July is Global Affairs Month at PRSA. Learn more about the programming here.
For communicators in today’s hyper-globalized world, achieving an organization’s goals is becoming more complex. A growing multiplicity of voices and communications channels accompanies disruptive technologies and radical new business models.
To see how international communicators reach audiences in this environment, we asked five PR leaders in Latin America for their insights. They agreed that an organization’s messages should support its goals and serve the needs of its audience.
“We face, as individuals and as consumers, an era where people no longer believe in top-down messages,” said Santiago V. Gallo, head of communications and public affairs, Latin America, at the Zurich Insurance Group. A brand’s communications should remain “simple, short and concrete,” he said.
Tirso Gomez Brumana, corporate communications senior director Latin America at Paramount, said communicators should ask themselves whether a given topic is “worth going out and talking about it. Or maybe not? The COVID-19 pandemic allowed us to reconsider these kinds of situations. We need to be able to see what is really important.”
For these Latin American communicators, creating genuine, trustworthy and credible narratives allows them to participate in new conversations and connect with audiences.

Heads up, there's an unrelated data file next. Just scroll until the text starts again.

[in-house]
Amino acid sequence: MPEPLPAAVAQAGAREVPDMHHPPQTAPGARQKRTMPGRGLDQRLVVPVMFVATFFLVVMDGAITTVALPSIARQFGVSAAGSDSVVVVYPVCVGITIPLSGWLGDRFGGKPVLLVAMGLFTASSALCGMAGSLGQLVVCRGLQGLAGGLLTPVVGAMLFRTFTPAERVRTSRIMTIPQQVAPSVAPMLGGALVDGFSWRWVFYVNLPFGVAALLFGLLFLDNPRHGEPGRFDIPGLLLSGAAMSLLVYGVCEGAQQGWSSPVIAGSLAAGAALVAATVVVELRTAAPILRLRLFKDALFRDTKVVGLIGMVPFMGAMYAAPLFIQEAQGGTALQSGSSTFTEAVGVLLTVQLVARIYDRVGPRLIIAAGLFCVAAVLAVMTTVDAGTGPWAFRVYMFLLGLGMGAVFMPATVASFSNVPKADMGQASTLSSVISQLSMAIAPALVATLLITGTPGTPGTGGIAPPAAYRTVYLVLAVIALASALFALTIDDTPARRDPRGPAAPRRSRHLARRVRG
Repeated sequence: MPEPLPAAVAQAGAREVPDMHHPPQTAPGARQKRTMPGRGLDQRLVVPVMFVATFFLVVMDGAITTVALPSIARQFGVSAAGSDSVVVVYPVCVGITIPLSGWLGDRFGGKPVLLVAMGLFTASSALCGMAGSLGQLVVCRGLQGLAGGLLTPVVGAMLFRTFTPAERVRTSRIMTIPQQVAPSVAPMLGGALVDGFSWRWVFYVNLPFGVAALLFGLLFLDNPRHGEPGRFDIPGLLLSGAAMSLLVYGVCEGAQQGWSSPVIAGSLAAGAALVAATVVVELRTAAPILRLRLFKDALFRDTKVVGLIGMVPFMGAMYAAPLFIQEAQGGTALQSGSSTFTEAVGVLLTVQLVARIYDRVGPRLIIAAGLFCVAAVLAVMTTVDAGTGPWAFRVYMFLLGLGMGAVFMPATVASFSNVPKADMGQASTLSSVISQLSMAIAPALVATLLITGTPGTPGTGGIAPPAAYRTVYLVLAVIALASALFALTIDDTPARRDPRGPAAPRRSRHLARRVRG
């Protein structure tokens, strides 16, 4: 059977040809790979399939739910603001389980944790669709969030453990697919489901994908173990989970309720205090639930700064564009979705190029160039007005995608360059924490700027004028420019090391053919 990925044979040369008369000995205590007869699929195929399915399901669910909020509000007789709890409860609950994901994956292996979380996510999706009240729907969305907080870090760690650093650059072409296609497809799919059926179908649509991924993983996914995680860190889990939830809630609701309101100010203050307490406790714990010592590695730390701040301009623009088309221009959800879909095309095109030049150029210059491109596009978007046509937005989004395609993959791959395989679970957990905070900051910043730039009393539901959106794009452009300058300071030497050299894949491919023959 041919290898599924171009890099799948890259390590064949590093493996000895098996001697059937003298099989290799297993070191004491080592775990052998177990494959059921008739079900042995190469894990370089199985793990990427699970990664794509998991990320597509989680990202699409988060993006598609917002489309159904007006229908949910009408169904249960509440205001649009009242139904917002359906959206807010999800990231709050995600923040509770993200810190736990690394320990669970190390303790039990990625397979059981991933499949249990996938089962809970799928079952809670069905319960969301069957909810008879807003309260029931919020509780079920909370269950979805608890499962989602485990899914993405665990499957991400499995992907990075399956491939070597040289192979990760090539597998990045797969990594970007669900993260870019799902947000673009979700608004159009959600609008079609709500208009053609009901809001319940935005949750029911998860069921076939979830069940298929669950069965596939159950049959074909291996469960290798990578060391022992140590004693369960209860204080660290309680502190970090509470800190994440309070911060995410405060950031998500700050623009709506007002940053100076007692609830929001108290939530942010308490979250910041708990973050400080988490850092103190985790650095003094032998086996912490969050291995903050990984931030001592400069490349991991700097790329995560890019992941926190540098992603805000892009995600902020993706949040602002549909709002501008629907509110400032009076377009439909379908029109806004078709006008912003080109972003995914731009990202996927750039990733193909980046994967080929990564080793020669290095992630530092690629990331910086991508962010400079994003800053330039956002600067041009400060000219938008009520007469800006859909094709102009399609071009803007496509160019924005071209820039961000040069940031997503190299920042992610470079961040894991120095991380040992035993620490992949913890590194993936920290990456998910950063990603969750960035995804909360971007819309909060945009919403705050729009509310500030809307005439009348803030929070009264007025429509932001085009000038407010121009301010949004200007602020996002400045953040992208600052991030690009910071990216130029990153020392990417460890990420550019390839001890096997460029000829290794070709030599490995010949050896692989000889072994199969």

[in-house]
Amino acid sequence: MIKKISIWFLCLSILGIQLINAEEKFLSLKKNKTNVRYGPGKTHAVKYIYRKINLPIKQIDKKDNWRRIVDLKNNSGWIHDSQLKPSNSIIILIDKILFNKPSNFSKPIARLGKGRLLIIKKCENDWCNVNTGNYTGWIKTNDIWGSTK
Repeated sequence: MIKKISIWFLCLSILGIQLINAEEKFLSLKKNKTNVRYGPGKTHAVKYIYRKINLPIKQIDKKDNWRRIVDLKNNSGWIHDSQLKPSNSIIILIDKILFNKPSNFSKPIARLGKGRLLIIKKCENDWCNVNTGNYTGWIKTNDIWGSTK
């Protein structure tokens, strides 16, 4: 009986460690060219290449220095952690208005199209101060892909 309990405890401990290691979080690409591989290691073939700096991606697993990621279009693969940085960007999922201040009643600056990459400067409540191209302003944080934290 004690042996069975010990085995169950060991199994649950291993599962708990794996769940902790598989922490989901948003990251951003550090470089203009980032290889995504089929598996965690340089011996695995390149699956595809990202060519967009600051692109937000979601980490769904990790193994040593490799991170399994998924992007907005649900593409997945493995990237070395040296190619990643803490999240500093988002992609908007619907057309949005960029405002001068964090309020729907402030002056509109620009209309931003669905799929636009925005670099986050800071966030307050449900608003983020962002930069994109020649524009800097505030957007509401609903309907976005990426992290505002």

“In such a challenging and demanding context for society, communication should be summed up by its primary role: building trust,” said Christian Silveri, regional head of corporate affairs, Latin America, for Natura & Co (Natura and Avon). Communication that builds trust promotes “a healthy public space where ties are strengthened and a more fruitful sense of community is developed,” he said.
Humanize digital experiences
Another emerging trend, especially in Latin America, finds companies and institutions concerned that digital communication is losing its humanity.
“The accelerated virtualization of communication activities, in some cases, begins to bring other negative consequences, such as loss of empathy,” said Marita Solórzano Castro, former chair of the Association of Public Relations Professionals of Perú. “Performance of digital tasks often places professionals in front of ethical conflicts when making decisions.”
“There is a huge demand to work consciously and coherently in all areas and sectors on inclusion and respect for diversity, especially to include people from groups that have been historically excluded from society,” said Ana María Suárez Monsalve, a professor of Latin American studies at the University of Medellín in Colombia.
Facundo Luque is a product manager jr. and account executive at MileniumGroup, a communications and marketing boutique agency in Latin America. He is a member of the PRSA Diversity & Inclusion Committee. Connect with him on LinkedIn.
[Illustration credit: harvepino]